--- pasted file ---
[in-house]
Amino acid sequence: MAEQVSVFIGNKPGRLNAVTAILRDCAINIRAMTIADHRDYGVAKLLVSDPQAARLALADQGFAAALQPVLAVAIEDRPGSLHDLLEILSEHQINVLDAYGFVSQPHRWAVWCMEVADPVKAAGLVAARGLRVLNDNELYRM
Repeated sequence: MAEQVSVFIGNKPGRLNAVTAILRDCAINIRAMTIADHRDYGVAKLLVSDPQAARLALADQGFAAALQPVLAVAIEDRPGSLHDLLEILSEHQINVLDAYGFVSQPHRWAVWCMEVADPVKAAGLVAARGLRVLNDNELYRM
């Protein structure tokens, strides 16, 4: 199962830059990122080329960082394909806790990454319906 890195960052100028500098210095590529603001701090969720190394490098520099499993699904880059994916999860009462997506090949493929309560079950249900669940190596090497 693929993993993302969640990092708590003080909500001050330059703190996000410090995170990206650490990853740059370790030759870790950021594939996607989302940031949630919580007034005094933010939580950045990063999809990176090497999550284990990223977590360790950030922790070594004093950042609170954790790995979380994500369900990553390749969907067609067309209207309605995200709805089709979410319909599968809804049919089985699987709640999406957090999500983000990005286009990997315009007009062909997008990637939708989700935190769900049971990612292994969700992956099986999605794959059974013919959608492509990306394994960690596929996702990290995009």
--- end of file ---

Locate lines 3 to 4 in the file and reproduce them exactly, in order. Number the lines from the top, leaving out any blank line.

Repeated sequence: MAEQVSVFIGNKPGRLNAVTAILRDCAINIRAMTIADHRDYGVAKLLVSDPQAARLALADQGFAAALQPVLAVAIEDRPGSLHDLLEILSEHQINVLDAYGFVSQPHRWAVWCMEVADPVKAAGLVAARGLRVLNDNELYRM
């Protein structure tokens, strides 16, 4: 199962830059990122080329960082394909806790990454319906 890195960052100028500098210095590529603001701090969720190394490098520099499993699904880059994916999860009462997506090949493929309560079950249900669940190596090497 693929993993993302969640990092708590003080909500001050330059703190996000410090995170990206650490990853740059370790030759870790950021594939996607989302940031949630919580007034005094933010939580950045990063999809990176090497999550284990990223977590360790950030922790070594004093950042609170954790790995979380994500369900990553390749969907067609067309209207309605995200709805089709979410319909599968809804049919089985699987709640999406957090999500983000990005286009990997315009007009062909997008990637939708989700935190769900049971990612292994969700992956099986999605794959059974013919959608492509990306394994960690596929996702990290995009």